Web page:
- Handerson, S. 12.
- Handerson, S. 54.
- Handerson 35
- Faye Marie Getz, Healing & Society in Medieval England: A Middle English Translation of the Pharmaceutical Writings of Gilbertus Anglicus (Madison: University of Wisconsin Press, 1991); George R. Keiser, "Epilepsy: The Falling Evil," in Popular and Practical Science of Medieval England, ed. Lister M. Matheson, Medieval Texts and Studies 11 (East Lansing, MI, 1994), pp. 219–44; George R. Keiser, Works of Science and Information. The Manual of Writings in Middle English, gen. ed. Albert E. Hartung, Vol. 10 (New Haven, CT, 1998), p. 3834.
- Monica H. Green and Linne R. Mooney, "The Sickness of Women," in Sex, Aging, and Death in a Medieval Medical Compendium: Trinity College Cambridge MS R.14.52, Its Texts, Language, and Scribe, ed. M. Teresa Tavormina, Medieval & Renaissance Texts and Studies, 292, 2 vols. (Tempe, AZ: Arizona Center for Medieval and Renaissance Studies, 2006), vol. 2, pp. 455-568; and Alicia Rodríguez-Álvarez and Maria Victoria Domínguez-Rodríguez, “A Middle English Text Revised by a Renaissance Reader: John Wotton’s Annotations to British Library MS Sloane 249 (ff. 180v-205v),” International Journal of English Studies 5, no. 2 (2005), 45-70.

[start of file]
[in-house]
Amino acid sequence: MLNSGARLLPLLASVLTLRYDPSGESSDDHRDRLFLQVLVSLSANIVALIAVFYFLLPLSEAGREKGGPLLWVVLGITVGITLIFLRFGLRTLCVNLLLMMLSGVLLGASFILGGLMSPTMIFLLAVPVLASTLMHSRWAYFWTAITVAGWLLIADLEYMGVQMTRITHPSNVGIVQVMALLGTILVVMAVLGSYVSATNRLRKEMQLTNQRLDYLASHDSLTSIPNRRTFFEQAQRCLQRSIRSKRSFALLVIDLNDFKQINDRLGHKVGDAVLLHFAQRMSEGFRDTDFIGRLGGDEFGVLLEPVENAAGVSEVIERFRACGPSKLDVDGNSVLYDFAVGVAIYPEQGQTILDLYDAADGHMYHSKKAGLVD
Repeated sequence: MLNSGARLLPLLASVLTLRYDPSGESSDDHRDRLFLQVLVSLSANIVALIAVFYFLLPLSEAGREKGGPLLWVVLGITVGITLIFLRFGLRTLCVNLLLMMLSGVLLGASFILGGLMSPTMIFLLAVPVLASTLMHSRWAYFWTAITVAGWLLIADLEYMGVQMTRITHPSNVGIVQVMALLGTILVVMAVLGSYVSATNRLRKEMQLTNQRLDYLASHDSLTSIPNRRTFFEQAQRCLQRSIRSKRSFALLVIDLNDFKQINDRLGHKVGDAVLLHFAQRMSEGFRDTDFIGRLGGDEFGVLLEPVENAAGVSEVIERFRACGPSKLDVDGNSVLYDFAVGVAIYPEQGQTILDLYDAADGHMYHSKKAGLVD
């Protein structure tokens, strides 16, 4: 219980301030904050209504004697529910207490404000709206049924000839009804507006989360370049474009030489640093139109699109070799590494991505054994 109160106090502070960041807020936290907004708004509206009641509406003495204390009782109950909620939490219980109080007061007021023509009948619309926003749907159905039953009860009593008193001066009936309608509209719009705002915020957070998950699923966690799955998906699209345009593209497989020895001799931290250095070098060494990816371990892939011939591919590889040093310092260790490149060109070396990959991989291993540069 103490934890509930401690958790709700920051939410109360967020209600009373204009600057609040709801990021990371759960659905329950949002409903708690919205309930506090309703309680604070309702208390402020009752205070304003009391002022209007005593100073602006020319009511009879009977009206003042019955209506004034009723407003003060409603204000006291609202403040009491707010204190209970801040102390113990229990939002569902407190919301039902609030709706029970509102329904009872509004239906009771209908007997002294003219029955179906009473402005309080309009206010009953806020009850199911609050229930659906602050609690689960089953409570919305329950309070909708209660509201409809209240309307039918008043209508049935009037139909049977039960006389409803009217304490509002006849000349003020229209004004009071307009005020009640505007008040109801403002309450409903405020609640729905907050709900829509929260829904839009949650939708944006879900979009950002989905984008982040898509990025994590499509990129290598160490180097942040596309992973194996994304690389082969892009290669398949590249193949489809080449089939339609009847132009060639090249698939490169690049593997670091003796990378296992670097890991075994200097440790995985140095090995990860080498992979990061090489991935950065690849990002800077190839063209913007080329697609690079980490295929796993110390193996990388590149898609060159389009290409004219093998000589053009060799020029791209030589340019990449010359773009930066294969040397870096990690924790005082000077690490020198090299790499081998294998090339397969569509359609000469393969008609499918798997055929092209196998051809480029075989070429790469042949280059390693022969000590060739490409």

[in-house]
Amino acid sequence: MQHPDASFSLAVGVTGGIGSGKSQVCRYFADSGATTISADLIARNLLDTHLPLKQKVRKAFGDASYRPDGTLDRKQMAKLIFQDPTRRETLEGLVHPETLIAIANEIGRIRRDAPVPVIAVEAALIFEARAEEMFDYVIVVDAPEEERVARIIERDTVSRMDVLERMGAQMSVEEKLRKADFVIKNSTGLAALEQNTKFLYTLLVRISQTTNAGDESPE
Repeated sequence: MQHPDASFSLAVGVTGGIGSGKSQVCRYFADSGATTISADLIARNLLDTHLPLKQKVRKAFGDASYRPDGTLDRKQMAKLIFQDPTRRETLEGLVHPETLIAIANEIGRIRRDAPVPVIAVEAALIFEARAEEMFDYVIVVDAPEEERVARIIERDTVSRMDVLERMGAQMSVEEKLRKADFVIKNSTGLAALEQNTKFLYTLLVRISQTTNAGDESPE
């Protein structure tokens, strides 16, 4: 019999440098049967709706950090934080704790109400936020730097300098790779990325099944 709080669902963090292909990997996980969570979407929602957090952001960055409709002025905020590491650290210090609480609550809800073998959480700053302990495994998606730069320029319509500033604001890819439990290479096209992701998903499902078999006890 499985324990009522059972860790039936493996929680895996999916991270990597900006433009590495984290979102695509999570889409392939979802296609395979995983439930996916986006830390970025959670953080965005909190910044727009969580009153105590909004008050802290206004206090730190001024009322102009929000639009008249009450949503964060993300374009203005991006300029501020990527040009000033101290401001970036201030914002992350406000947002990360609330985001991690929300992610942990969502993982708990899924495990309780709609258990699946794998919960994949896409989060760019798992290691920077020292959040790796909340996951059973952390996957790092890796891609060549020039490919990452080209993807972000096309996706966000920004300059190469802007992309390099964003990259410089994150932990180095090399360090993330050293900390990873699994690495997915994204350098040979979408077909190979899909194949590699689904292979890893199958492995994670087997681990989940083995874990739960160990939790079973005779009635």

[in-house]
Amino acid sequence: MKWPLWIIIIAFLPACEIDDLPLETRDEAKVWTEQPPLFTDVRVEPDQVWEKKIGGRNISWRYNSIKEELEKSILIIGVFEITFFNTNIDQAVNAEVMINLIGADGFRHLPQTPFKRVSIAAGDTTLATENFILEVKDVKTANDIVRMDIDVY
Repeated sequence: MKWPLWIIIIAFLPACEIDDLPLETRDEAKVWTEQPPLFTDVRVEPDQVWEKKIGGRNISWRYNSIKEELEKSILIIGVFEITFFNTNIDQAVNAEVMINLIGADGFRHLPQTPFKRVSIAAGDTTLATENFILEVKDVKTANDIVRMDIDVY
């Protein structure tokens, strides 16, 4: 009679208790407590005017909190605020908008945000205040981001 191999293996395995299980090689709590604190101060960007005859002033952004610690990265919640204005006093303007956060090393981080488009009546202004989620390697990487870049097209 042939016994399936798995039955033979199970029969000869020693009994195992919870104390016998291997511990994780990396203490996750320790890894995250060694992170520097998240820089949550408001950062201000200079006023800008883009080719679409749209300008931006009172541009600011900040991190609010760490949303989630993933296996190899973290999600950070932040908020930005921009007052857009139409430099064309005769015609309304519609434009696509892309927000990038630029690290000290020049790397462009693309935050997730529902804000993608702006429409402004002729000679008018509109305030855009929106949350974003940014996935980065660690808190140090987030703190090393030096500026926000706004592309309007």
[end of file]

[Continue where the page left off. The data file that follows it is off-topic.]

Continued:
- Monica H. Green, Making Women’s Medicine Masculine: The Rise of Male Authority in Pre-Modern Gynaecology (Oxford: Oxford University Press, 2008), pp. 190-91.
- Henry Ebenezer Handerson: Gilbertus Anglicus - Medicine of the Thirteenth Century. 1918.
- Faye Marie Getz: Healing & Society in Medieval England - A Middle English Translation of the Pharmaceutical Writings of Gilbertus Anglicus. University of Wisconsin Press 1991. ISBN 0-299-12930-6.
- Michael R. McVaugh, “Who Was Gilbert the Englishman?,” in The Study of Medieval Manuscripts of England: Festschrift in Honor of Richard W. Pfaff, ed. George Hardin Brown and Linda Ehrsam Voigts (Tempe, AZ: Arizona Center for Medieval and Renaissance Studies, 2011; Turnhout: Brepols, 2011), pp. 295–324.
- Monica H. Green and Linne R. Mooney, "The Sickness of Women," in Sex, Aging, and Death in a Medieval Medical Compendium: Trinity College Cambridge MS R.14.52, Its Texts, Language, and Scribe, ed. M. Teresa Tavormina, Medieval & Renaissance Texts and Studies, 292, 2 vols. (Tempe, AZ: Arizona Center for Medieval and Renaissance Studies, 2006), vol. 2, pp. 455–568. ISBN 9780866983358.
- Handerson, Henry E. Gilbertus Anglicus Medicine of the Thirteenth Century. Printellegra company. ISBN 9781449981945. Retrieved 5 December 2012.
- Bachoffner Pierre. Gilbert l'Anglais ou Gilbert de Paris ? : Gundolf Keil, Magister Giselbertus de villa parisiensis. Betrachtungen zu den Kranewittbeeren und Gilberts pharmakologischem Renomm, Revue d'histoire de la pharmacie, 1995, vol. 83, n° 305, pp. 207–208.